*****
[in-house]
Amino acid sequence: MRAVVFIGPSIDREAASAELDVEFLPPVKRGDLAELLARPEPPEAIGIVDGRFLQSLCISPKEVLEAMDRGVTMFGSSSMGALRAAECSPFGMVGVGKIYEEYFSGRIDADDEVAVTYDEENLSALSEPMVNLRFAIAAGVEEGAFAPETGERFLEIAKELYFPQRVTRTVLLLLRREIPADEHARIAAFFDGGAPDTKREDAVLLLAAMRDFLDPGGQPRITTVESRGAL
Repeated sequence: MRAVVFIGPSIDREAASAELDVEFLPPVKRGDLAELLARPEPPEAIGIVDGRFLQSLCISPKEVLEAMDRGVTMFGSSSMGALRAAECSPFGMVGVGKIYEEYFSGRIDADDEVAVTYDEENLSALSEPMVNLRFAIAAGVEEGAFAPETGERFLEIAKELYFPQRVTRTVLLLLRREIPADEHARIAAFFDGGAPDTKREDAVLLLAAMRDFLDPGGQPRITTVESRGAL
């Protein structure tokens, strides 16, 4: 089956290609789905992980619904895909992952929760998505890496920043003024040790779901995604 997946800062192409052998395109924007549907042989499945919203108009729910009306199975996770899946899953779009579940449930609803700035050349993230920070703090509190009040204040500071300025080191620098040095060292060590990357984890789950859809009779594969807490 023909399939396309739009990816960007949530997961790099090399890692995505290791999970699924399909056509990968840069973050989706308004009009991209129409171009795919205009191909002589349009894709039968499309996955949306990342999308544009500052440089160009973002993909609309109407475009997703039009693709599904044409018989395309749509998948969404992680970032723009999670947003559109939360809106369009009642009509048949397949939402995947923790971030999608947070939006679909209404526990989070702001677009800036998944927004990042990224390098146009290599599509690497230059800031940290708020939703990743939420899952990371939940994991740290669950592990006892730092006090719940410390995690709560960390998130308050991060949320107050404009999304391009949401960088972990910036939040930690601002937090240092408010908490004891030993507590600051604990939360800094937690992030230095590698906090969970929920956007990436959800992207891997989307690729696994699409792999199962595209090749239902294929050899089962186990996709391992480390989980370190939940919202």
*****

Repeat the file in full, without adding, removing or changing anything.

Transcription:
[in-house]
Amino acid sequence: MRAVVFIGPSIDREAASAELDVEFLPPVKRGDLAELLARPEPPEAIGIVDGRFLQSLCISPKEVLEAMDRGVTMFGSSSMGALRAAECSPFGMVGVGKIYEEYFSGRIDADDEVAVTYDEENLSALSEPMVNLRFAIAAGVEEGAFAPETGERFLEIAKELYFPQRVTRTVLLLLRREIPADEHARIAAFFDGGAPDTKREDAVLLLAAMRDFLDPGGQPRITTVESRGAL
Repeated sequence: MRAVVFIGPSIDREAASAELDVEFLPPVKRGDLAELLARPEPPEAIGIVDGRFLQSLCISPKEVLEAMDRGVTMFGSSSMGALRAAECSPFGMVGVGKIYEEYFSGRIDADDEVAVTYDEENLSALSEPMVNLRFAIAAGVEEGAFAPETGERFLEIAKELYFPQRVTRTVLLLLRREIPADEHARIAAFFDGGAPDTKREDAVLLLAAMRDFLDPGGQPRITTVESRGAL
């Protein structure tokens, strides 16, 4: 089956290609789905992980619904895909992952929760998505890496920043003024040790779901995604 997946800062192409052998395109924007549907042989499945919203108009729910009306199975996770899946899953779009579940449930609803700035050349993230920070703090509190009040204040500071300025080191620098040095060292060590990357984890789950859809009779594969807490 023909399939396309739009990816960007949530997961790099090399890692995505290791999970699924399909056509990968840069973050989706308004009009991209129409171009795919205009191909002589349009894709039968499309996955949306990342999308544009500052440089160009973002993909609309109407475009997703039009693709599904044409018989395309749509998948969404992680970032723009999670947003559109939360809106369009009642009509048949397949939402995947923790971030999608947070939006679909209404526990989070702001677009800036998944927004990042990224390098146009290599599509690497230059800031940290708020939703990743939420899952990371939940994991740290669950592990006892730092006090719940410390995690709560960390998130308050991060949320107050404009999304391009949401960088972990910036939040930690601002937090240092408010908490004891030993507590600051604990939360800094937690992030230095590698906090969970929920956007990436959800992207891997989307690729696994699409792999199962595209090749239902294929050899089962186990996709391992480390989980370190939940919202």